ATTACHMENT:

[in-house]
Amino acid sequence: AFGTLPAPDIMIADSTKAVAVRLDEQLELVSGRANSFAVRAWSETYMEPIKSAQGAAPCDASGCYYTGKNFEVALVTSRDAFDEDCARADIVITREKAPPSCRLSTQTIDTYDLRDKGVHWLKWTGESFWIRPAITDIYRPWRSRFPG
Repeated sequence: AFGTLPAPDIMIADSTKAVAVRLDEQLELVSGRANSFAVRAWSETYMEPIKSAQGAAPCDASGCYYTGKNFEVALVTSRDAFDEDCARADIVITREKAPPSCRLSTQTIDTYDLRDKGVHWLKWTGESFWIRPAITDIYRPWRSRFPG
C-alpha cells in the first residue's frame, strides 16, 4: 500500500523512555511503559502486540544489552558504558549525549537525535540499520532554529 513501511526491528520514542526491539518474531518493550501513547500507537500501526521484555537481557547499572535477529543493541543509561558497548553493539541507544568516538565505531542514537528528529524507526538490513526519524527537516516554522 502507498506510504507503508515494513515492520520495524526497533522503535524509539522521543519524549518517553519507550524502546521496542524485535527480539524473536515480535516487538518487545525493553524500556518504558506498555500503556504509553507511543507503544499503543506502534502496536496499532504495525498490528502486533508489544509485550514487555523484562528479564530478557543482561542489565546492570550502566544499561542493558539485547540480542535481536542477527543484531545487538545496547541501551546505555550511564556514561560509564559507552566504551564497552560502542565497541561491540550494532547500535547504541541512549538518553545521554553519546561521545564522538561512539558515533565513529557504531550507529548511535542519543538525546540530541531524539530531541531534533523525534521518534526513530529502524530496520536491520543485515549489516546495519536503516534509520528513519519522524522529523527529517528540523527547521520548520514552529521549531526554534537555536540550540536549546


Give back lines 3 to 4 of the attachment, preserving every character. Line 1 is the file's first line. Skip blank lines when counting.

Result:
Repeated sequence: AFGTLPAPDIMIADSTKAVAVRLDEQLELVSGRANSFAVRAWSETYMEPIKSAQGAAPCDASGCYYTGKNFEVALVTSRDAFDEDCARADIVITREKAPPSCRLSTQTIDTYDLRDKGVHWLKWTGESFWIRPAITDIYRPWRSRFPG
C-alpha cells in the first residue's frame, strides 16, 4: 500500500523512555511503559502486540544489552558504558549525549537525535540499520532554529 513501511526491528520514542526491539518474531518493550501513547500507537500501526521484555537481557547499572535477529543493541543509561558497548553493539541507544568516538565505531542514537528528529524507526538490513526519524527537516516554522 502507498506510504507503508515494513515492520520495524526497533522503535524509539522521543519524549518517553519507550524502546521496542524485535527480539524473536515480535516487538518487545525493553524500556518504558506498555500503556504509553507511543507503544499503543506502534502496536496499532504495525498490528502486533508489544509485550514487555523484562528479564530478557543482561542489565546492570550502566544499561542493558539485547540480542535481536542477527543484531545487538545496547541501551546505555550511564556514561560509564559507552566504551564497552560502542565497541561491540550494532547500535547504541541512549538518553545521554553519546561521545564522538561512539558515533565513529557504531550507529548511535542519543538525546540530541531524539530531541531534533523525534521518534526513530529502524530496520536491520543485515549489516546495519536503516534509520528513519519522524522529523527529517528540523527547521520548520514552529521549531526554534537555536540550540536549546